Game Over? Why You Soon Won’t See Gambling Ads on the Tube

If you take the London Underground to work every day, or even just use it at weekends, then you’ll surely be used to the sight of big and bold gambling ads plastered on the walls or the inside of the Tube carriage.

But this may be about to change thanks to incoming legislation from London authorities. Mayor Sadiq Khan recently came under pressure to force through the changes that include the banning of all betting-related ads on public transport.

Despite significantly delays, we may see the legislation kick in over the next few months, and betting ads to disappear from the view of public transport travellers…potentially forever.

Why the ban could be happening

An advertising ban wouldn’t be the first time the government has targeting betting promotions.

In 2020, the Gambling Commission introduced stricter rules around gambling advertising, particularly regarding the protection of vulnerable people. These included a watershed for television adverts, meaning they couldn’t be shown before 9pm to limit their exposure to younger viewers.

The move prompted more concern about healthy educational material about these promotions, which is why it’s now much easier to find pages that help you find things like the best no deposit bonuses of the UK in 2024, with lower wagering requirements that don’t exploit players. These resources can help inform gamblers and potentially reduce the risk of addiction by focusing on responsible play.

However, the question remains: will a complete ban on public transport adverts simply push gambling further underground, onto less regulated online spaces?

Key details of the ban

Sadiq Khan, the Mayor of London, has come under pressure from the London Assembly Health Committee to uphold his 2021 campaign promise of banning gambling advertisements on the Tube and other Transport for London (TfL) services.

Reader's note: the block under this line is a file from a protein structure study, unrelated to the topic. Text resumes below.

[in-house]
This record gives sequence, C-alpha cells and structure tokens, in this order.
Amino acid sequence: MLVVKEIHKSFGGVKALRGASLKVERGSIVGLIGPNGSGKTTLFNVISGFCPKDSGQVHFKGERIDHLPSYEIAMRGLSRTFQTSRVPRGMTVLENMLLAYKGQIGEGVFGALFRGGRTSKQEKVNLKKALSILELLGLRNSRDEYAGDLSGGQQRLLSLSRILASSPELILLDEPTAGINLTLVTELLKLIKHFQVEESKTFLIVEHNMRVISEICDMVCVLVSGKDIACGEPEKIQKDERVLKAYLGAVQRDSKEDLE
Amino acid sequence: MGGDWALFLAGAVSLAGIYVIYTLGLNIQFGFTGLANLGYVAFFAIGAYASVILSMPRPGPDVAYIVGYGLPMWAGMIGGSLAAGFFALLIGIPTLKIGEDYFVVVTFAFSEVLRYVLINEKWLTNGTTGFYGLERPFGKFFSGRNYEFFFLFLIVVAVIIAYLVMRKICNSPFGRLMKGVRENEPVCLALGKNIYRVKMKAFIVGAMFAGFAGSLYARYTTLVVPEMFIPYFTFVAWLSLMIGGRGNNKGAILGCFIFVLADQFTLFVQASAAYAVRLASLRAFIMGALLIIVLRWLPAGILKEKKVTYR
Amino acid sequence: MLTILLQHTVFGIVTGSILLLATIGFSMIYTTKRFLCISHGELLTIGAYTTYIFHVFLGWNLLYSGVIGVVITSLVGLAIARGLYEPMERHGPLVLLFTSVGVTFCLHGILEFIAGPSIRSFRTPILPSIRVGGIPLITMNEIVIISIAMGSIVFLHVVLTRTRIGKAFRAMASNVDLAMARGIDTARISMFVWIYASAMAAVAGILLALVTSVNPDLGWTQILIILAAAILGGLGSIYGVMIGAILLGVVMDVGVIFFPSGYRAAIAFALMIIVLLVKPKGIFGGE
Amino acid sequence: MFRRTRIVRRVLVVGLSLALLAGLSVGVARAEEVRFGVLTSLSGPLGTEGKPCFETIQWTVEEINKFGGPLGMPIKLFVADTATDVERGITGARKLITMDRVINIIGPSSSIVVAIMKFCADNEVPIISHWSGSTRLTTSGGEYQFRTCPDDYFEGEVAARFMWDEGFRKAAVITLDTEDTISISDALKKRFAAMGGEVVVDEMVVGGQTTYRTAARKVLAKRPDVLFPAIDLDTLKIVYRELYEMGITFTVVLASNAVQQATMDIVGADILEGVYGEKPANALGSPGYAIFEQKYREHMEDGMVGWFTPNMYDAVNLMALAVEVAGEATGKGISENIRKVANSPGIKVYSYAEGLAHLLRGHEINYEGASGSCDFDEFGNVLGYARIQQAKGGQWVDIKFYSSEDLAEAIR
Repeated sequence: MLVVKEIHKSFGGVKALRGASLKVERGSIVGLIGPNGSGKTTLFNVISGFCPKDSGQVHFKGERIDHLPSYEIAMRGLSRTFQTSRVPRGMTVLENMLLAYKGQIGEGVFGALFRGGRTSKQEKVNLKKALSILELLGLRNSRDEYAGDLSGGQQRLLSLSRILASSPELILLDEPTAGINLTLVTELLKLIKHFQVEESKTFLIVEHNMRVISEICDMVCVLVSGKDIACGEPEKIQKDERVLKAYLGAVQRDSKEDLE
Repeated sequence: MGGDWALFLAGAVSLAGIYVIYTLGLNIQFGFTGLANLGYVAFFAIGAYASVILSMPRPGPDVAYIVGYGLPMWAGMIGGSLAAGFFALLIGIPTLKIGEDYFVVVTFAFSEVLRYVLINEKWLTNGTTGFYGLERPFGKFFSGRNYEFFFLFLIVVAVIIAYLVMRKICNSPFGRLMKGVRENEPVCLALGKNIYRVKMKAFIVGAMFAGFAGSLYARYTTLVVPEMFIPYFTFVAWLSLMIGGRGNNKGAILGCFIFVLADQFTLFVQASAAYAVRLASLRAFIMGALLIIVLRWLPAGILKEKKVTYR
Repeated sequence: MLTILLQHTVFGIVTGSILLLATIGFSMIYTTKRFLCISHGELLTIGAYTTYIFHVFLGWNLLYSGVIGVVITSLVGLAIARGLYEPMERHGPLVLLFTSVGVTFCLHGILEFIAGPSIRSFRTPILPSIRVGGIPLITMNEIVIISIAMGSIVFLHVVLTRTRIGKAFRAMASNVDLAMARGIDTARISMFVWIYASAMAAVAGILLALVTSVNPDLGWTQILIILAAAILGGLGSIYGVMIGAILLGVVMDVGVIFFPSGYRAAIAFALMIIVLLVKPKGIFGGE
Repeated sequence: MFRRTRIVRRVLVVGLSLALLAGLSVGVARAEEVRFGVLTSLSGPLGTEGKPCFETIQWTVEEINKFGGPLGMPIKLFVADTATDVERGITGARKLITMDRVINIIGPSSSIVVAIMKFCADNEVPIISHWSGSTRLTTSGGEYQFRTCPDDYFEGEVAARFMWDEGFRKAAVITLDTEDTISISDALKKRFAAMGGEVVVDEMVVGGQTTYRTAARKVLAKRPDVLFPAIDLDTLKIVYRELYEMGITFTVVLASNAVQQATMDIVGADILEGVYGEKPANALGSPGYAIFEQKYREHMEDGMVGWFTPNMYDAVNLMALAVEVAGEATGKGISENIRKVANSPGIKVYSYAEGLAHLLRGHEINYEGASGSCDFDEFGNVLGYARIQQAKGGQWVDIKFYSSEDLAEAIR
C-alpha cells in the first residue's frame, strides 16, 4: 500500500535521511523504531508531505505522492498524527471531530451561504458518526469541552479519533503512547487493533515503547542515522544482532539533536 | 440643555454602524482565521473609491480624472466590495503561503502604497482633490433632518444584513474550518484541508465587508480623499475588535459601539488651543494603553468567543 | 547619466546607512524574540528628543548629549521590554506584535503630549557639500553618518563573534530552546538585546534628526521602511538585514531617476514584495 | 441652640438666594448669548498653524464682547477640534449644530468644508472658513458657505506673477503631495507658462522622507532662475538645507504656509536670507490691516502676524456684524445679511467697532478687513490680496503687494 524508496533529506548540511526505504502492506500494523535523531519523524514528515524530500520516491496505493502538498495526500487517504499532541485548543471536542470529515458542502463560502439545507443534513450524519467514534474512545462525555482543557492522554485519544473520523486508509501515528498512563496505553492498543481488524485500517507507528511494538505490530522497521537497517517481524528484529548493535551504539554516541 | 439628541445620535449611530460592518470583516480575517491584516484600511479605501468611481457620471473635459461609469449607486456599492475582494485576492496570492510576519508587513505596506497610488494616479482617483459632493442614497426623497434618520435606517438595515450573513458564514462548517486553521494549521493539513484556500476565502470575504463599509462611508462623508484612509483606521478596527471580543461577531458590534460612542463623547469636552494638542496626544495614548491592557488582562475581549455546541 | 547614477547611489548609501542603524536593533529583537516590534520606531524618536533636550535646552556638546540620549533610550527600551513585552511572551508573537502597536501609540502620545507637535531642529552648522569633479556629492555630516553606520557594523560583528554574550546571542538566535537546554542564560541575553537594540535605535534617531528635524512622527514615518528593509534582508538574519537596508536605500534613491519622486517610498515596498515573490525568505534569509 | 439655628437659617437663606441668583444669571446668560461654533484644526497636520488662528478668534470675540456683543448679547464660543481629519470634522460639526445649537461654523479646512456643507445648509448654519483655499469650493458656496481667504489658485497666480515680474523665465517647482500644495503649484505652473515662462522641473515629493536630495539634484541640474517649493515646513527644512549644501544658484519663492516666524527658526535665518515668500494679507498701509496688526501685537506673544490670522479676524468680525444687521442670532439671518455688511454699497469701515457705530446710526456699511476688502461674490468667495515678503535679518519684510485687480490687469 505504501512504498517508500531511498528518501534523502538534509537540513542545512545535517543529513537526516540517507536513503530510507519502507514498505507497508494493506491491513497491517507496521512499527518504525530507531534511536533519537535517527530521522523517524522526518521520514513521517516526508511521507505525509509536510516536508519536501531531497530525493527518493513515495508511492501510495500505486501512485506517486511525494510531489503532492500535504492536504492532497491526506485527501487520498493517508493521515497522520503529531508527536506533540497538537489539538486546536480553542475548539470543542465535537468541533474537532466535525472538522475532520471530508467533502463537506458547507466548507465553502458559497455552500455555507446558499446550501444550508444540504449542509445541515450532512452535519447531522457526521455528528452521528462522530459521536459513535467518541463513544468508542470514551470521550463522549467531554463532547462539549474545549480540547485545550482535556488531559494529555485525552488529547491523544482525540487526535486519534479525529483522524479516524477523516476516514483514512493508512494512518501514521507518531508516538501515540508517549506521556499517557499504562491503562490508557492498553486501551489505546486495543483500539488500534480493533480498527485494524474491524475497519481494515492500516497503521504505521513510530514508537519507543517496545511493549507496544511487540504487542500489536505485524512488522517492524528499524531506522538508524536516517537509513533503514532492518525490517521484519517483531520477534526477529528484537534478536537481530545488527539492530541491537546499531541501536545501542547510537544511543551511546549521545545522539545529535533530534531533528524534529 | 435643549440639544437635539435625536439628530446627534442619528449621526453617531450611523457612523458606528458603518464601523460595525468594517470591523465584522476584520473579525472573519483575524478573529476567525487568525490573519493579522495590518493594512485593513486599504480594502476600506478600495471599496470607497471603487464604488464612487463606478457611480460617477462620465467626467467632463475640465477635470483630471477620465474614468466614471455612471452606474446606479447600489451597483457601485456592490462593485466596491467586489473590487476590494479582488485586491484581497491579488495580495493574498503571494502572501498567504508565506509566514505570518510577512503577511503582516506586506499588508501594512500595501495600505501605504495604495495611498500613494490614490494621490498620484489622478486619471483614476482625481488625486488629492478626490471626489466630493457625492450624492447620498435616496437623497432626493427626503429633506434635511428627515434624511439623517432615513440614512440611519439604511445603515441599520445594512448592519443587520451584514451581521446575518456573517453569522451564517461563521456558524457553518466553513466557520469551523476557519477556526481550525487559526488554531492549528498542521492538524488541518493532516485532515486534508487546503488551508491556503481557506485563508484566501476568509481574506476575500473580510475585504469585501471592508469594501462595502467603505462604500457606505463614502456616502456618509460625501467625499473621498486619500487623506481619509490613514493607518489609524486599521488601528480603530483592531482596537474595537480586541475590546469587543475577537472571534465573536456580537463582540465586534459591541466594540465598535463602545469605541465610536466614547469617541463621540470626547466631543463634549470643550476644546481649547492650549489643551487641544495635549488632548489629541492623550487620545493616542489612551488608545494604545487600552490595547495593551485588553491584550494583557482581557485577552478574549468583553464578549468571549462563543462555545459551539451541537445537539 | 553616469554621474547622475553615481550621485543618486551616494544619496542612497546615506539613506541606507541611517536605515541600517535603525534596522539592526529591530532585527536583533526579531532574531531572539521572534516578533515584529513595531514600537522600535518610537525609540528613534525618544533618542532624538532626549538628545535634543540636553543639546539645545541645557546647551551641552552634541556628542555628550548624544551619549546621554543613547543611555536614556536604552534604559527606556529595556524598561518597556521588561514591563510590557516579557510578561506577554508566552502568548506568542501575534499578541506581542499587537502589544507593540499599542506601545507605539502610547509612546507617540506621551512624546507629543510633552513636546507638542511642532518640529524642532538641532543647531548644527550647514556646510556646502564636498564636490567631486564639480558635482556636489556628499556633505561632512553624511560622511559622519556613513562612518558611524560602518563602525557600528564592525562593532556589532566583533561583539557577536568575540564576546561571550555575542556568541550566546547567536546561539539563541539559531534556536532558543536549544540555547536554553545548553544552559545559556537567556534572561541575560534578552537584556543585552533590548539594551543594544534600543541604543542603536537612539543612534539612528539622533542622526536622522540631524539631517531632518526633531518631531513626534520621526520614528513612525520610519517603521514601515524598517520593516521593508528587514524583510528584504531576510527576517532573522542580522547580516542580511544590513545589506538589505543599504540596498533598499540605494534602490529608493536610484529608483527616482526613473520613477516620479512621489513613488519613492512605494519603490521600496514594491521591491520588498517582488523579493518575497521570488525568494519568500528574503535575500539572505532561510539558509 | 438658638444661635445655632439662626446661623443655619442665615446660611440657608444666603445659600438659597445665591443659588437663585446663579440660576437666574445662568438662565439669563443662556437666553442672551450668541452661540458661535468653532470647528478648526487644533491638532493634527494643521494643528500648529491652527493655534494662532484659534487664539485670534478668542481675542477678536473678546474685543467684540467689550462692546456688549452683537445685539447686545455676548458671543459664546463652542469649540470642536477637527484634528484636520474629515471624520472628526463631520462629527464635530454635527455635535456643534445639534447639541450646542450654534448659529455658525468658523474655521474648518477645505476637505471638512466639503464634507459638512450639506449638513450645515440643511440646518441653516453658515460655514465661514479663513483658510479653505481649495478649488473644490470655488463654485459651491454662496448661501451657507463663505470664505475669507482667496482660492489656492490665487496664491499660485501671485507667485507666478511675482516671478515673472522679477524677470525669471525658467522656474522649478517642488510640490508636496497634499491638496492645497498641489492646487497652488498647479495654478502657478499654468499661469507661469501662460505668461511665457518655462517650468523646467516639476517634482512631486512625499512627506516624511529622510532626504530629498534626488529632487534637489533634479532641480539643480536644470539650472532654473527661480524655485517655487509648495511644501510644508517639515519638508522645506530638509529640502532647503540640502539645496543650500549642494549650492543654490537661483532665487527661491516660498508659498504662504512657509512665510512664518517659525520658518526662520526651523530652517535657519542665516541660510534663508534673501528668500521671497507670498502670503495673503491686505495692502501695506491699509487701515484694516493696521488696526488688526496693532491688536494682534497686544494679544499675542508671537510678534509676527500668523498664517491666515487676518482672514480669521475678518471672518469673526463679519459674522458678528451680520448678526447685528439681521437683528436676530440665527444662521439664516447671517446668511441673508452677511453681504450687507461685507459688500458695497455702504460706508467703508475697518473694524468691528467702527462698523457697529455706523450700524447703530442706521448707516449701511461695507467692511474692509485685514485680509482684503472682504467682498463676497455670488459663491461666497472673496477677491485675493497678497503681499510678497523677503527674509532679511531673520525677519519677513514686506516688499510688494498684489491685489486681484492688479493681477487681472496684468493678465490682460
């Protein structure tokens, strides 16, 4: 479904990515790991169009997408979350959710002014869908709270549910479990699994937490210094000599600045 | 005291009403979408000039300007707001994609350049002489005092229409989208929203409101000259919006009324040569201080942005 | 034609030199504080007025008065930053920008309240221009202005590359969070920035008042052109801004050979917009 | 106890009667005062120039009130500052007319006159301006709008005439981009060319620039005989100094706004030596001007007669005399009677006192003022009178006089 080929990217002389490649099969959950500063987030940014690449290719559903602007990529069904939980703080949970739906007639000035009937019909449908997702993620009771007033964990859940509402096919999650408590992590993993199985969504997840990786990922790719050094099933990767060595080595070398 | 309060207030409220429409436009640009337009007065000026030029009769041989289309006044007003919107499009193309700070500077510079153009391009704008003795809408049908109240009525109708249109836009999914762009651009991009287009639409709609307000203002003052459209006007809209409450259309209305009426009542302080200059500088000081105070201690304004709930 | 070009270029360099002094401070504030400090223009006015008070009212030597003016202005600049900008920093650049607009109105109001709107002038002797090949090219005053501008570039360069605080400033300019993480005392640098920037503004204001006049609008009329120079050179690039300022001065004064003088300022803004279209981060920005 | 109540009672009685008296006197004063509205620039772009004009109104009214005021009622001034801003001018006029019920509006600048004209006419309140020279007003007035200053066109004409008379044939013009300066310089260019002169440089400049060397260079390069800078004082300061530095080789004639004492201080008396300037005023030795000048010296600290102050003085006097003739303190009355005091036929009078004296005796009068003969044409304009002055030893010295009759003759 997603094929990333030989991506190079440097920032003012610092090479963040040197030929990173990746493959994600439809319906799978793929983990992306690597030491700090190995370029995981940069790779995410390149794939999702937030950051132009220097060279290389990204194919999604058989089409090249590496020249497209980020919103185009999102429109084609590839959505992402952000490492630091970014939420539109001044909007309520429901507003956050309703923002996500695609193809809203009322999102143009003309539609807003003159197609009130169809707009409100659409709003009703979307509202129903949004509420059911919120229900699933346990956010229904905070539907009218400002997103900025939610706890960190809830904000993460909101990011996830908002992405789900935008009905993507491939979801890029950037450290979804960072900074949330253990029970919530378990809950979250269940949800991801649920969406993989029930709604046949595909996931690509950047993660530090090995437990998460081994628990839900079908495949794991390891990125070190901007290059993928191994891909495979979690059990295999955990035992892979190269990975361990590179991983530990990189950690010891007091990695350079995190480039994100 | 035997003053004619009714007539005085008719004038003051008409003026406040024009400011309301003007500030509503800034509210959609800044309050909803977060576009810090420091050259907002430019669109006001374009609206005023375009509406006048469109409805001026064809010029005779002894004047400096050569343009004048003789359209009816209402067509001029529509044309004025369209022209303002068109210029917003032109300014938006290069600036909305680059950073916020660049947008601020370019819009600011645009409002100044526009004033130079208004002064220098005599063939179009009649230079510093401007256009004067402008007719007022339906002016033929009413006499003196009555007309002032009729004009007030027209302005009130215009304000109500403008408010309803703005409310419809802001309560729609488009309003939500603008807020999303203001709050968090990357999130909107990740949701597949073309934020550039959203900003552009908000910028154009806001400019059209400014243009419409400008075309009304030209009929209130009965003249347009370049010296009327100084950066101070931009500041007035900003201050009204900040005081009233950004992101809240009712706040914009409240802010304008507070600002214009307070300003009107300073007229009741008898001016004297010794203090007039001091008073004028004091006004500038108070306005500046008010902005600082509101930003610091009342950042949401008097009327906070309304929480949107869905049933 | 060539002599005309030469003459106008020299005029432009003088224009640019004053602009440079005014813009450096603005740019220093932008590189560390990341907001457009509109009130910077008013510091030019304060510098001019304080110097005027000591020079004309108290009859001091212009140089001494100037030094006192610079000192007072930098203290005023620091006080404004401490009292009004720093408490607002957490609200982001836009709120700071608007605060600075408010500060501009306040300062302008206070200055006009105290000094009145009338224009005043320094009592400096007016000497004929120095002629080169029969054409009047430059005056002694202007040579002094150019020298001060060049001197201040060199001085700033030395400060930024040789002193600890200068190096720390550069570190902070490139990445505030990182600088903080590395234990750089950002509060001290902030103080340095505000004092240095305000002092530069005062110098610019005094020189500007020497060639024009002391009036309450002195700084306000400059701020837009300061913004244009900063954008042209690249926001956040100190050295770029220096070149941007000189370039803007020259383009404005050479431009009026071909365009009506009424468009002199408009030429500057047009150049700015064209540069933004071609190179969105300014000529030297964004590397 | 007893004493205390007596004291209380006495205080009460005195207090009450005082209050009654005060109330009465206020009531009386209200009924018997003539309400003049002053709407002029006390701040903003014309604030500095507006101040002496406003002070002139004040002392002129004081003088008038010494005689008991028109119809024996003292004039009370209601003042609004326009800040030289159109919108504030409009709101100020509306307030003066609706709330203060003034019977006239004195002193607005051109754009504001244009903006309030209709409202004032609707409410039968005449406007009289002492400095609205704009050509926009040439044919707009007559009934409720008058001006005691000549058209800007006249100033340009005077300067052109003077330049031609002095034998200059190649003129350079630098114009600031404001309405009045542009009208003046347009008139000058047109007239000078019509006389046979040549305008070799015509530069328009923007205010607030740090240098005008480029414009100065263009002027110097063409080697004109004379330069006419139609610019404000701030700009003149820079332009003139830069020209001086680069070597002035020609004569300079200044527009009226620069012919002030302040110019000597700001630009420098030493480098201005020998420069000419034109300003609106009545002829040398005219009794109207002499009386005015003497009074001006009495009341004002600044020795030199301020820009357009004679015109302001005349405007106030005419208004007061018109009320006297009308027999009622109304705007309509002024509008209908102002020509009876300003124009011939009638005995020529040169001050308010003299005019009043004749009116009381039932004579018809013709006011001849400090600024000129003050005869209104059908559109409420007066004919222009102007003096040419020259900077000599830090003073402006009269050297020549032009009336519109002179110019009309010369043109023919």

Despite TfL raking in £663,640 from such adverts in the fiscal year 2022-23, out of an overall revenue of £4.3 billion, Khan’s administration has encountered a legal hurdle concerning the definition of “harmful gambling,” delaying any official ruling.

However, the general outlook is that the Mayor’s office will overcome this obstacle. Addressing the issue recently, Khan stated, “I’ve asked the GLA to do some research into this.” Dr. Tom Coffey, the mayor’s health adviser, affirmed that once the definition was clarified, Khan’s team “will move as swiftly as possible” to execute the ban.


As well as legal difficulties, Khan has met criticism from other areas.

Critics, including Rob Blackie, the Liberal Democrat candidate for London mayor, have voiced dissatisfaction with Khan’s handling of his manifesto promises. Blackie remarked, “Sadiq Khan has not generally done a great job of fulfilling his manifesto commitments. This is something that should be easy to do.” Susan Hall, the Conservative mayoral candidate, and Zoe Garbett of the Greens have also been keen to share their perspectives on the matter.

A cross-party report by the health committee stressed that while most gamblers do not suffer from gambling-related harms, problem betting disproportionately affects those from lower socio-economic backgrounds and minority ethnic groups when put in public places, like football stadiums.

Dr. Onkar Sahota, the committee’s Labour chairman, expressed deep concern over London’s problem gambling rate, which is nearly twice the national average, and highlighted the negative impact on families and children.

In 2022, Khan commissioned researchers from Sheffield and Glasgow universities to examine the health implications of gambling advertisements. Although the review found insufficient evidence to prove the harm caused by such ads, it suggested that a ban “could reduce overall harm and mitigate the impact of advertising on gambling-related inequalities.”

Professor Rebecca Cassidy of Goldsmiths, University of London, an anthropologist specializing in gambling, also emphasized the challenge of quantifying the relationship between advertising exposure and gambling behavior.

However, she called for Khan to enforce the ban, citing evidence suggesting its potential benefits for public health. Cassidy also called for a new Gambling Act to grant individuals more control over their exposure to gambling advertising.

Action in other parts of the UK

Concern over gambling ads isn’t just restricted to the English capital, of course.

In a similar vein, Bristol City Council imposed a ban on gambling adverts across council-owned spaces in 2021, alongside prohibitions on advertising for unhealthy food and drinks, alcohol, and payday loans.

The debate over the effectiveness of such bans remains, but with public figures like Khan committed and research suggesting potential benefits, Londoners may soon see a public transport system free from gambling advertisements. This could be the first step towards a wider national conversation about responsible gambling practices and regulations.

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